I can describe the book as dramatic, something I loved as I was actually willing to skip my daily Geo dramas for this. Generally, when i'm looking to read an islamic themed book, I read for the purpose of finding pieces of wisdom or knowledge that will have an effect on my life for the better. After reading 40 Rules Of Love I was expecting something similar. They are two very different books but I was able to find a similiar underlying purpose. The purpose of going through self realisation and bettering yourself in the name of The Almighty Allah with the love of the Beloved Prophet SAWS in your heart. If that is present in a book then it has made space on my favourites list. Let me be clear however, that Pir-e-Kamil SAWS does not contain bundles of knowledge, it contains occasional pieces of wisdom and actually teaches through the experience of the two main characters rather than handing you information on a plate.

My absolute favourite thing has definitely been that it is very much a present-day fairytale. It isn't that lovey-dovey purity from birth til marriage, everything is perfection from day one type of story. It is real. It is what is found today in the lives of our young muslim adults. The story of someone we know or in fact ourselves once having indulged in sin and woke up to come towards building a better relationship with Allah the Almighty is very common. That is what you will find with Salar. It's what makes this book relateable to whatever extent it may be. The dreamy more fairytale part about it all is that there are two people who marry with the love of the Prophet
Salallahu'Alaihi wa'salam as their foundation and goal. Something that is quite rare in todays age, particularly here in the UK. As well as this it's how the characters come together, something I can't imagine happening in real life but I don't mind when so much of the book is based on reality.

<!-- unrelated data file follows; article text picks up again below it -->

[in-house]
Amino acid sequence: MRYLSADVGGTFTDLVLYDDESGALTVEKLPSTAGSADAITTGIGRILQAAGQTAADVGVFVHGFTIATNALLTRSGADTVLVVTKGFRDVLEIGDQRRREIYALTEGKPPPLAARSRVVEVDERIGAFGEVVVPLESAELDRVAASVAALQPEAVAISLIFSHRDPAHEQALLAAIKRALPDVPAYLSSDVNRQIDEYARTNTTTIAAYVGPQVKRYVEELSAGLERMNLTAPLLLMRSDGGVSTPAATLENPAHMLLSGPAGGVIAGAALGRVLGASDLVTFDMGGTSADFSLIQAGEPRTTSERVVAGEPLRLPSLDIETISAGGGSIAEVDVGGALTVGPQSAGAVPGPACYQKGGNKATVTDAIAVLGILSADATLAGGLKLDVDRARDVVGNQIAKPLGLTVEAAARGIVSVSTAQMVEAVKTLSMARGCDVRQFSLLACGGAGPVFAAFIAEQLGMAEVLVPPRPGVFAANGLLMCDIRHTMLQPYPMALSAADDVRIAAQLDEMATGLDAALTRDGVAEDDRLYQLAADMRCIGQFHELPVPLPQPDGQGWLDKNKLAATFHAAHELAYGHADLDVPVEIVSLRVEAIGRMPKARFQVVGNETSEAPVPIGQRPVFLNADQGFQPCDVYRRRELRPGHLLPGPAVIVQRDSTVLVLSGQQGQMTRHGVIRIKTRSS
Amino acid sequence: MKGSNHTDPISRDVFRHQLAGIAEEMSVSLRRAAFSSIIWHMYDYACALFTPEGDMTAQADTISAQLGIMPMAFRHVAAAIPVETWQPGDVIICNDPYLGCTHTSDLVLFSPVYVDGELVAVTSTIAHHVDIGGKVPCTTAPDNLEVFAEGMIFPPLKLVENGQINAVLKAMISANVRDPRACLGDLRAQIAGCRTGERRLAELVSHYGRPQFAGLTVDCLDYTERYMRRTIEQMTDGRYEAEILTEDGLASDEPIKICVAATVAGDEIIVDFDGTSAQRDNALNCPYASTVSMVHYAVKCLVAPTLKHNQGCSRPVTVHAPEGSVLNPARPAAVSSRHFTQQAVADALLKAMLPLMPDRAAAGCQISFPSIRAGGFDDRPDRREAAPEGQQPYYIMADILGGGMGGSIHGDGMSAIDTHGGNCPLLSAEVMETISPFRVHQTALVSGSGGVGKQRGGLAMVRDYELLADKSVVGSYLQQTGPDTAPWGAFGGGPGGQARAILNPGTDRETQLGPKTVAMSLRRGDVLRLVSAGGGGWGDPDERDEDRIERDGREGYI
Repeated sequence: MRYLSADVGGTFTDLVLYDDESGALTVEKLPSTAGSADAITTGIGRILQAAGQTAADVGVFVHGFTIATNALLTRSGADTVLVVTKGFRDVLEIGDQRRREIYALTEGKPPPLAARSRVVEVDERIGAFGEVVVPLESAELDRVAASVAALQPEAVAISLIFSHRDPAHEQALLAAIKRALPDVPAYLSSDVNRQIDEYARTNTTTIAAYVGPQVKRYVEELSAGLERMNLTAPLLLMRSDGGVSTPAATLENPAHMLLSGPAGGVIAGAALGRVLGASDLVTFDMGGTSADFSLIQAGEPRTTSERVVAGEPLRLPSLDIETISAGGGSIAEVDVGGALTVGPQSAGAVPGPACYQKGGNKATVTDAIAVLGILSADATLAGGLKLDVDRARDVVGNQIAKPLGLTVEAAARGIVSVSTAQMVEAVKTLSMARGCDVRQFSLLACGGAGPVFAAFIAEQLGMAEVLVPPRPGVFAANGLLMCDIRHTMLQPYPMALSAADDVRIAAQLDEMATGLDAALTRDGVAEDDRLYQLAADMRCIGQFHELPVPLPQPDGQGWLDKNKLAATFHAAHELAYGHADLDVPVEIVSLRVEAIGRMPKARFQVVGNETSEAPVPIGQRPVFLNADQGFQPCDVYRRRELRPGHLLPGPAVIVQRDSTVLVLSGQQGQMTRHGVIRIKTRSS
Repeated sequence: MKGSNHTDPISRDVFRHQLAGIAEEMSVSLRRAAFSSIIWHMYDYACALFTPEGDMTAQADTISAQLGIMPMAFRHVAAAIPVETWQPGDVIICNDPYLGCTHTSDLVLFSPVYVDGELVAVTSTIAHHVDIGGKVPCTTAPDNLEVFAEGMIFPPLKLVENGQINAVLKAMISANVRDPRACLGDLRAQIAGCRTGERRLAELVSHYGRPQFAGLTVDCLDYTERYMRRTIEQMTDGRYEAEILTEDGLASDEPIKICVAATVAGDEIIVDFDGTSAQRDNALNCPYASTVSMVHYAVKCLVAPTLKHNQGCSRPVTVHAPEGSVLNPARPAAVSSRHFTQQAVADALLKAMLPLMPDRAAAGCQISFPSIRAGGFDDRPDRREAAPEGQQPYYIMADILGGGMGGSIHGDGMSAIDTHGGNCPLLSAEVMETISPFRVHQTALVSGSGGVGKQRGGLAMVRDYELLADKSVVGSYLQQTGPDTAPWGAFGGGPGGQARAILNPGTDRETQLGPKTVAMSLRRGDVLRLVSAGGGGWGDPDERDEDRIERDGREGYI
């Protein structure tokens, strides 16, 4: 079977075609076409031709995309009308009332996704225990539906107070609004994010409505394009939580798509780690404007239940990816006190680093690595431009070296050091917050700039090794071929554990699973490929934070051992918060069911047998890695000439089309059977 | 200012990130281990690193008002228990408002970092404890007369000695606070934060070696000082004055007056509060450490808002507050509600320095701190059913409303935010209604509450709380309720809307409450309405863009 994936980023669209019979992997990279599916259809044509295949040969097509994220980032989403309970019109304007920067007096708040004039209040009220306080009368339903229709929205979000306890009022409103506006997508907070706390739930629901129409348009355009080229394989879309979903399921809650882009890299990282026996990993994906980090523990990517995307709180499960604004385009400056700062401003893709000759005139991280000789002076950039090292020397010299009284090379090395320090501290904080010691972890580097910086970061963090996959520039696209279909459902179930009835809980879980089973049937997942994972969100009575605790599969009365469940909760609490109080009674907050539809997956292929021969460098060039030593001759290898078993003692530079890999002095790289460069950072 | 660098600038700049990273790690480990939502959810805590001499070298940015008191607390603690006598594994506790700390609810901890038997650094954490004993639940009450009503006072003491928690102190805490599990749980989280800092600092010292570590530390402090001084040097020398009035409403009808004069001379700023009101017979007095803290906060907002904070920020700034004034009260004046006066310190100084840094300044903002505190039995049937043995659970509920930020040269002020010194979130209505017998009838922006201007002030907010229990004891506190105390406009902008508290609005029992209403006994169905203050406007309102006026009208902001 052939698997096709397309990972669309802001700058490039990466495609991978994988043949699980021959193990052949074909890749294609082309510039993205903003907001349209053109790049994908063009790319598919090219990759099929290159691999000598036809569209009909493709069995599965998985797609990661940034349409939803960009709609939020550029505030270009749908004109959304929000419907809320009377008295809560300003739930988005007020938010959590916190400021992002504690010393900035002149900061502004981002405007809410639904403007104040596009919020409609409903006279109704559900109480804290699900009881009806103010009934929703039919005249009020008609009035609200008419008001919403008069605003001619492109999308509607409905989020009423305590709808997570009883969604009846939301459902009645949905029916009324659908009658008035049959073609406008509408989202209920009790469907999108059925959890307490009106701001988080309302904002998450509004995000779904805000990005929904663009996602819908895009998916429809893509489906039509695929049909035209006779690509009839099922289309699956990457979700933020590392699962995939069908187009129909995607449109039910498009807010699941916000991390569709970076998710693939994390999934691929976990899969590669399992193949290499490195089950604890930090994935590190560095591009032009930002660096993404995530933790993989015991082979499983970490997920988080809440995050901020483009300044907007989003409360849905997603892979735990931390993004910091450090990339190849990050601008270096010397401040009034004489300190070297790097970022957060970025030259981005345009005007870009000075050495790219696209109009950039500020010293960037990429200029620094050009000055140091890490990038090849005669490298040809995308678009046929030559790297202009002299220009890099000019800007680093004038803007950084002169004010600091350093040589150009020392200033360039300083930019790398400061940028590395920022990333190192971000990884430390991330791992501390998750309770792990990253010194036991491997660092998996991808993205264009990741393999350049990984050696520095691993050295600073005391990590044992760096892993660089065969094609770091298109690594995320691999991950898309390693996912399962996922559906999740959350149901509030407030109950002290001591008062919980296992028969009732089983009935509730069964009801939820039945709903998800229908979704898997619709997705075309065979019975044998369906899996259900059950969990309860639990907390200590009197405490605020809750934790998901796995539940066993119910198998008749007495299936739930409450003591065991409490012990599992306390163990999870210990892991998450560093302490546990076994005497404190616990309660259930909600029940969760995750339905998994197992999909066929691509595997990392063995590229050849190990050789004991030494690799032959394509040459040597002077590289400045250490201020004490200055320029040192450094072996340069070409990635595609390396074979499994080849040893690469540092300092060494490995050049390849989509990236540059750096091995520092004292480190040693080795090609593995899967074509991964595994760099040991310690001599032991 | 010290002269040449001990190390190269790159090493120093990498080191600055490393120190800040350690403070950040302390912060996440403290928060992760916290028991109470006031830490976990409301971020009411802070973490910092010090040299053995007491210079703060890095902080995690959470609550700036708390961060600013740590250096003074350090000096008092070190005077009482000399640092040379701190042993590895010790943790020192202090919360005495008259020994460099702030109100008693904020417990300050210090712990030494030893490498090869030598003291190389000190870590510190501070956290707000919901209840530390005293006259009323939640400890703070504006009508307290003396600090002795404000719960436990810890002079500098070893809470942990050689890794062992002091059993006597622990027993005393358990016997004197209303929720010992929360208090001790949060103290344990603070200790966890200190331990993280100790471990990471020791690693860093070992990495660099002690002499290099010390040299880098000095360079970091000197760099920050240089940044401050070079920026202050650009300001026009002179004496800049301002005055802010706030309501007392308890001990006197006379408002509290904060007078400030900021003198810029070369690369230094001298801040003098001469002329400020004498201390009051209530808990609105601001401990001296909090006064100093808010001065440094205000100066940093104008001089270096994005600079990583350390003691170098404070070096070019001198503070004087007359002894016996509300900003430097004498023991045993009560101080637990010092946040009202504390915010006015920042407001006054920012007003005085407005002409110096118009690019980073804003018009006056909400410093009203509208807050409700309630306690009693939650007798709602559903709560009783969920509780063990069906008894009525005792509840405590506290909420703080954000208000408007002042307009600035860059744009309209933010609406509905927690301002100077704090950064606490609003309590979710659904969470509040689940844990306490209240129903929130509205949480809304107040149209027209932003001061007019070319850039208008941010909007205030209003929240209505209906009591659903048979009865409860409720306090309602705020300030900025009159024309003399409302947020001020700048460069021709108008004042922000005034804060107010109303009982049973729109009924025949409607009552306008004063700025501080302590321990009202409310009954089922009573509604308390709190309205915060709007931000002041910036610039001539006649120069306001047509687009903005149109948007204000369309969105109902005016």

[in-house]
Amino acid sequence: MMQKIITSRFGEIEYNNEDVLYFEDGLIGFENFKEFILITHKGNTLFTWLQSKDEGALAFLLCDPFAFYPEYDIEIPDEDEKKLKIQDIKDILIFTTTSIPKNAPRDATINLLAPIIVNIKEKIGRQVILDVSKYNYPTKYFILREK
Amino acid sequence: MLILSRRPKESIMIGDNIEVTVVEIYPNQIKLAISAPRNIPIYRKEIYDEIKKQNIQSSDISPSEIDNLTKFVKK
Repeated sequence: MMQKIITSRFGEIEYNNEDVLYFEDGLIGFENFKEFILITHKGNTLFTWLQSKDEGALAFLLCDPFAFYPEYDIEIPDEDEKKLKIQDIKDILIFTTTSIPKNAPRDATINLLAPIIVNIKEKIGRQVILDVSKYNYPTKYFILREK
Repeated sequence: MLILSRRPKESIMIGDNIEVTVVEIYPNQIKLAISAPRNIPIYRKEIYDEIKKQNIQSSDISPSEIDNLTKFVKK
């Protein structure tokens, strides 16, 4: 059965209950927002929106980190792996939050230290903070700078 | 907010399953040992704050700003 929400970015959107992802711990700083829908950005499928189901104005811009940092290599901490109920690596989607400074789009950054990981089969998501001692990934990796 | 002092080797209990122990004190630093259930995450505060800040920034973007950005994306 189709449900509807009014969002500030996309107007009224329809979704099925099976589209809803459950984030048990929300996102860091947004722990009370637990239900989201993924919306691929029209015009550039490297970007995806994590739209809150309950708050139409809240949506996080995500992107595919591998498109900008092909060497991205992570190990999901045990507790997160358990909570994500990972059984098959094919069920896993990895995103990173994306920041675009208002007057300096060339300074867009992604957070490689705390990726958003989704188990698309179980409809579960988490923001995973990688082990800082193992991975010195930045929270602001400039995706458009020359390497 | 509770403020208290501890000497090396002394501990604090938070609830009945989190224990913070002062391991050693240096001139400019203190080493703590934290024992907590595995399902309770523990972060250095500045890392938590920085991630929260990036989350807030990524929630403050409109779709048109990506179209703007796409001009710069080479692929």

There are struggles in this book, inward and out, and then there is an important message that the author so cleverly gives...
Pir-e-Kamil. What does it mean to most people? Who is their complete guide? So many people would answer with the name of a person alive today. This book tells you that although having a murshid is very helpful, your ultimate, perfect and complete guide is non other than Rasulullah Salallahu'Alaihi wa'salam. Humans are bound to make mistakes but our Holy Prophet Salallahu'Alaihi wa'salam never has or can.

So anyway, this book is currently rated 4.6 out of 5 on the goodreads website and very rightly so. I thoroughly enjoyed reading this. It was one of those I couldn't pull away from and I rate this 5 out of 5 straight up. I don't even have to think about it and highly recommend it to any young muslim that has interest in their deen and/or even the floating thought of marriage or potential spouses within them. If I get married, I want to marry for the sake of being a better muslimah to someone who will help me on my path towards Allah and his Beloved
Salallahu'Alaihi wa'salam. Only then, will I feel more comfortable in saying it is completing half my deen - as the saying goes. And still, only Allah knows if I will have kept the clearest intentions and am truly entitled to that.

Bridal Hijab inspiration | South Asian Brides

Back with more bridal inspiration YEY! Hijab or no Hijab for a bride can be quite a touchy topic for some, especially for south asians who generally never have segregated weddings. Whatever the choice, this is just a little inspo and encouragement for those of you opting to wear the Hijab on the day. There will be a non south asian bridal hijab inspiration post to follow. Hope this helps some of you bride-to-be's. I send my love for you to Insha'Allah, have an extremely special big day filled with happiness, blessings and love! None of these images belong to me, they were all found on pinterest. I may occasionally update this post if ever I come across any nice new images that may also be helpful.


As you can see, there are a few different ways you could wear it although I have to say, my favourite and in my opinion, most fitting for a classier look has to be the plain scarf and simply styled hijab with the chosen tikka or head piece.
I also like how most of most of these brides haven't gone for a bright red lip. Not everyone suits red lipstick and with south asian outfits and eye makeup being as they are, a neutral lip balances everything quite well and also proves it isn't compulsory to go with red. Either way, every single one of these women look beautiful Masha'Allah!!

Which style do you like best?